“Students aware of struggling more emotionally during the winter months need to pay attention to the pattern. As soon as the day starts getting shorter and colder, they need to be more attentive to their overall wellbeing. They must prioritize taking care of their mental health during the months of November to late February, where we see the spike,” she said.

According to Vasjari, coping mechanisms, including exercise, exposure to natural light, maintaining social connections, and seeking therapeutic support, are vital tools for navigating the winter blues successfully.

Usually, light therapy is used as a remedy for SAD, meaning those experiencing this type of depression can sit in front of a very bright light box. This treatment should last about 30 to 45 minutes every.

NIMH notes that light therapy has been used to treat winter SAD since the 1980s. Nonetheless, several other options help people with SAD, including talk therapy, Vitamin D supplements, or antidepressant medication.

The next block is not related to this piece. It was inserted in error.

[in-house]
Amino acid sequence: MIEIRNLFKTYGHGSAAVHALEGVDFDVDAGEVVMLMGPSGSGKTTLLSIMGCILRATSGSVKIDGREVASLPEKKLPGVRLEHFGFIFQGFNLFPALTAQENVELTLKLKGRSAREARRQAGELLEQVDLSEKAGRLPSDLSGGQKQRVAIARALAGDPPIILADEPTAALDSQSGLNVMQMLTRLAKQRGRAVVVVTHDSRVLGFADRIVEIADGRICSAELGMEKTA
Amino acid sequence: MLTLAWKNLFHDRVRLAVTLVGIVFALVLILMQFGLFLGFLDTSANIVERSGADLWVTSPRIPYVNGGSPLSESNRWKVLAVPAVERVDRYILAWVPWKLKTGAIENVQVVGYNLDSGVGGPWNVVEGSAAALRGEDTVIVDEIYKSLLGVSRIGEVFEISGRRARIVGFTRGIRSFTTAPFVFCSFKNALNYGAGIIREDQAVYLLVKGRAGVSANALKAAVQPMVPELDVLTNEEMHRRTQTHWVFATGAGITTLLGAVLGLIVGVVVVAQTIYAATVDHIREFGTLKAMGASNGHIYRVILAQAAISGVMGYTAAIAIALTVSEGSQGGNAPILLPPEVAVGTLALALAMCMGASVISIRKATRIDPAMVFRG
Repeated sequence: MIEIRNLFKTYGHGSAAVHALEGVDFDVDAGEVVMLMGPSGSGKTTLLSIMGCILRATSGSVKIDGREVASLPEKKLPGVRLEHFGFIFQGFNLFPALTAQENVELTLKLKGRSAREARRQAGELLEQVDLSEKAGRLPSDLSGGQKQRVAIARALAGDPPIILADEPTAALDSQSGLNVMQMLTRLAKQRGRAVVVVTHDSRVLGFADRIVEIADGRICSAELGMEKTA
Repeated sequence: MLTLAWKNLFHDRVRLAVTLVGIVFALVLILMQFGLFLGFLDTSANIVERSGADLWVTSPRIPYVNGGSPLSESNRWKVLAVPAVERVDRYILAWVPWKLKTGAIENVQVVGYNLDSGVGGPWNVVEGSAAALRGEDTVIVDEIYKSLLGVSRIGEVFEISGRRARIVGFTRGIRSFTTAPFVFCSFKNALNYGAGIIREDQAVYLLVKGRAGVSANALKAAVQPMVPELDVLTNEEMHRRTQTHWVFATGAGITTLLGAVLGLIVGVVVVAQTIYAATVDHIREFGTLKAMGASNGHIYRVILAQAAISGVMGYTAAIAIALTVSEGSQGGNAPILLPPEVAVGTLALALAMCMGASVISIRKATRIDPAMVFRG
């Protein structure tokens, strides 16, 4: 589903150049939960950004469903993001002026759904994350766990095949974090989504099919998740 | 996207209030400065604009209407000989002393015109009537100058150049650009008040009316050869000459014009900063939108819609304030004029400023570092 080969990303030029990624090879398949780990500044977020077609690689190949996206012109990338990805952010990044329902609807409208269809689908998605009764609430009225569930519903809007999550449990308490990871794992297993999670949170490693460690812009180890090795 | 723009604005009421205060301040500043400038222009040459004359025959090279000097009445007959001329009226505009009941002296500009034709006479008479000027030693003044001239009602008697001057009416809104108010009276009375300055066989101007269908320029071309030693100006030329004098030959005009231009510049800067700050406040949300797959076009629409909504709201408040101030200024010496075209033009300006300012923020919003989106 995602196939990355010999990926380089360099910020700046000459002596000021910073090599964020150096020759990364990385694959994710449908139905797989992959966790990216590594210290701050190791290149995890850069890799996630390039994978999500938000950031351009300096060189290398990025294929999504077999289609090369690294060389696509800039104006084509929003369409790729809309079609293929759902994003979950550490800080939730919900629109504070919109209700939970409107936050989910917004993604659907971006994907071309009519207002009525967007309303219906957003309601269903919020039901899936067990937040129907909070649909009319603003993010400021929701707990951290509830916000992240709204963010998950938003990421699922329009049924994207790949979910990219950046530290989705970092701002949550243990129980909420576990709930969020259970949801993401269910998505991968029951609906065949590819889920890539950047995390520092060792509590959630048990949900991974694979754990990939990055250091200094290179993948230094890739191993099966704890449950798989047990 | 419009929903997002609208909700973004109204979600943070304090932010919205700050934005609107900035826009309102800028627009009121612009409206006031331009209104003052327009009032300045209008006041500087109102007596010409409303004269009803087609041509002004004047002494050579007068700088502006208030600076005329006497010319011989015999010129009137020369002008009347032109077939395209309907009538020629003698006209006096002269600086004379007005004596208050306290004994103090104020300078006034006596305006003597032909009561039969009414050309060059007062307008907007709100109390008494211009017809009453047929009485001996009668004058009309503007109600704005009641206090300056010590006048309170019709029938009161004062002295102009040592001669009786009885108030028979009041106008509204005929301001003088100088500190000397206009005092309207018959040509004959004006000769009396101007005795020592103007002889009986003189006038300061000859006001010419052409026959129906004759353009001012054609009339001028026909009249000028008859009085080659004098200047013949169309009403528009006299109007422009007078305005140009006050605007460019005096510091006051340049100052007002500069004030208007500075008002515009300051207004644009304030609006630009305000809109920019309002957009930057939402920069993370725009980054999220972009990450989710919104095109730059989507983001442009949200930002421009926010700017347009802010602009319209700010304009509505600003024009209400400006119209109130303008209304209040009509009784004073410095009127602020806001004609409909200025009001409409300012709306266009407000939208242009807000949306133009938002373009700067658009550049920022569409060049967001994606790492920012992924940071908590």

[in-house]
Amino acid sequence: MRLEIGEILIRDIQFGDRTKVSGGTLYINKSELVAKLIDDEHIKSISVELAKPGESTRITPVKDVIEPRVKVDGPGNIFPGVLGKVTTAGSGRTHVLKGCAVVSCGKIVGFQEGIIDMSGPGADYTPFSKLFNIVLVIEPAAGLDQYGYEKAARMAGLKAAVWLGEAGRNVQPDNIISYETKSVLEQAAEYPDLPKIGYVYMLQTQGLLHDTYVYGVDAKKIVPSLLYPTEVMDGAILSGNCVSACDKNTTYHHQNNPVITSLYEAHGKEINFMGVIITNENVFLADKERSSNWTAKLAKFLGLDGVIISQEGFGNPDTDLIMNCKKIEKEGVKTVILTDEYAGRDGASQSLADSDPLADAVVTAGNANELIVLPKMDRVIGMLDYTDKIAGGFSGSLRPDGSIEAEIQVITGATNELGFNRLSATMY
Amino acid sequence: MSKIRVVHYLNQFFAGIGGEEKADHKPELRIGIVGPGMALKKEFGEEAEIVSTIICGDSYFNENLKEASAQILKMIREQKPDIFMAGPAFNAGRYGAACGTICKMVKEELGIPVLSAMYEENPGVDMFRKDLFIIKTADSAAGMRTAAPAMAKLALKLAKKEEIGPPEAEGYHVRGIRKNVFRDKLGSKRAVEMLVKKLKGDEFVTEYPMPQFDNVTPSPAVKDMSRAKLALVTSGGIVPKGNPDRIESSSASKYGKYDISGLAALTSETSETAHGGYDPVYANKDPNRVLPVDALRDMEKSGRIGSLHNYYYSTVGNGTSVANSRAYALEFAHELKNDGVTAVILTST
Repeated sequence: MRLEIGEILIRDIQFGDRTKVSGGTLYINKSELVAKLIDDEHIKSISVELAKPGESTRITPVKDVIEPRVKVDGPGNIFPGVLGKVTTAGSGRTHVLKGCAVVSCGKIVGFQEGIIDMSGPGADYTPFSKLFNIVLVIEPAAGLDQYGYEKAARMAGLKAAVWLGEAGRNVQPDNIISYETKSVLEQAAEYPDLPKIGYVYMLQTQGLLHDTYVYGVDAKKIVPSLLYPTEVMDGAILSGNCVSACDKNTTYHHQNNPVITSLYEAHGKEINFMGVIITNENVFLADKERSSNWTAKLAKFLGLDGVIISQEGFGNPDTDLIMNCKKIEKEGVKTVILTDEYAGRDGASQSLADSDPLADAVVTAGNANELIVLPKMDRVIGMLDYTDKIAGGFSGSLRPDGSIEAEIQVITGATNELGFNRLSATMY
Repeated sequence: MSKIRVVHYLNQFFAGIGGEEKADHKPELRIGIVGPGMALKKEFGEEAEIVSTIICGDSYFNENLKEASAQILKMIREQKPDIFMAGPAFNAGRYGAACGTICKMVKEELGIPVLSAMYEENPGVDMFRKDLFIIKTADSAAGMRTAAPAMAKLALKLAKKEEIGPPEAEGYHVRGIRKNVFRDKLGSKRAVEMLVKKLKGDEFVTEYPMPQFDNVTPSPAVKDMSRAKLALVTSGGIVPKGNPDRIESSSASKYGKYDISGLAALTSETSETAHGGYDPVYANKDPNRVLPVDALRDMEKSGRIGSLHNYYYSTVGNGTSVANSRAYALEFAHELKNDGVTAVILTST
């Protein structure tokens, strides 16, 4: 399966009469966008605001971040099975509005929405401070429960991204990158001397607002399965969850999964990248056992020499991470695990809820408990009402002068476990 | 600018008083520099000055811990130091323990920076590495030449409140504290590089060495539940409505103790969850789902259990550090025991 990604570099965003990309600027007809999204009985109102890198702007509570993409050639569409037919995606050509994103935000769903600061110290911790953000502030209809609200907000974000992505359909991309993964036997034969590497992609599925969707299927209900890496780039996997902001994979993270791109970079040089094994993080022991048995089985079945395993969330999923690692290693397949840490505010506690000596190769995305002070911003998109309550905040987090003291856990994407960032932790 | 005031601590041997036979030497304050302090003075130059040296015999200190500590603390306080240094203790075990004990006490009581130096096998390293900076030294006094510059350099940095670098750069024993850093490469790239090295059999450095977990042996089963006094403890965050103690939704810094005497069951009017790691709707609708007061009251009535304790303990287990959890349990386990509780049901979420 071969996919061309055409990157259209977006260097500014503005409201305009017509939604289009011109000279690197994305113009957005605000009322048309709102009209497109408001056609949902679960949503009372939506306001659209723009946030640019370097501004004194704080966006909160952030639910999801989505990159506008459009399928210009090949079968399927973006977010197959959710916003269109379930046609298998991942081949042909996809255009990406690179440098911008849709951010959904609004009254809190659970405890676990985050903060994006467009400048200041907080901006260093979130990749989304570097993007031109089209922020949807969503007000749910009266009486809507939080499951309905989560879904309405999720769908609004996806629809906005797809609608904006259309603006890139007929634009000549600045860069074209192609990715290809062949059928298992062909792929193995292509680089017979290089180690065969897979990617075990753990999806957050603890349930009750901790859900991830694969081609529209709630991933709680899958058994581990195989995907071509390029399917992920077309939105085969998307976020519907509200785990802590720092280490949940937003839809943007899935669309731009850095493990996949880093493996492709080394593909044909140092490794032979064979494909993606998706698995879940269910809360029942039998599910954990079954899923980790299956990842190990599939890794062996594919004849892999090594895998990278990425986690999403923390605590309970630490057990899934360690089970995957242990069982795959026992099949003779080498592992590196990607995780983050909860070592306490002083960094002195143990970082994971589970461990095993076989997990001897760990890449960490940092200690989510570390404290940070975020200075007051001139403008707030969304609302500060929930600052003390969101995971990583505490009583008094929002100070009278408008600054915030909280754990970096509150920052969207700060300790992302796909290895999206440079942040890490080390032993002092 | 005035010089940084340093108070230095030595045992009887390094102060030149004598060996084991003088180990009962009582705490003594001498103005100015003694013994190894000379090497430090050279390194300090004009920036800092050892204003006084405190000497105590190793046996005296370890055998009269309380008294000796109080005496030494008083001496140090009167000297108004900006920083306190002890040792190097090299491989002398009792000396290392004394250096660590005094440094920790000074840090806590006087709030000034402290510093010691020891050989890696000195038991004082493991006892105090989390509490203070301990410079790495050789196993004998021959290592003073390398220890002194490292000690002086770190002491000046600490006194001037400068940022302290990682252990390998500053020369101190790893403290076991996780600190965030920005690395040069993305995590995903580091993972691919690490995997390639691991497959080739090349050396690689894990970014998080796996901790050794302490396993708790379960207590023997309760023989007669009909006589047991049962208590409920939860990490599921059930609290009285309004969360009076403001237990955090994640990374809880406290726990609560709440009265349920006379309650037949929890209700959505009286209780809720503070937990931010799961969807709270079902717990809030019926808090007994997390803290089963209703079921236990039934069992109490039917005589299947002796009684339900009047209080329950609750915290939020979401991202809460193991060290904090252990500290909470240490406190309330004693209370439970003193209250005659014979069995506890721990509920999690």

Commute, Weather, and Academic Life

Growing up in Long Island, the situation is not the same for Joe Maselli, 26, a finance graduate who is familiar with the changing weather that defines the city.

While admitting that commuting to Manhattan for classes during cold and bitter weather was less enjoyable, he said he would not consider it a significant factor in his academic experience, highlighting the privilege of receiving an education in the vibrant city.

“Growing up in New York, I became accustomed to the changing seasons from an early age. For this reason, the swings in temperature and daylight were never an outlying factor in my academic performance. Although this variable wasn’t reflected directly in my academic marks, it was subtly less enjoyable commuting into Manhattan for classes when the weather was cold and bitter,” he said.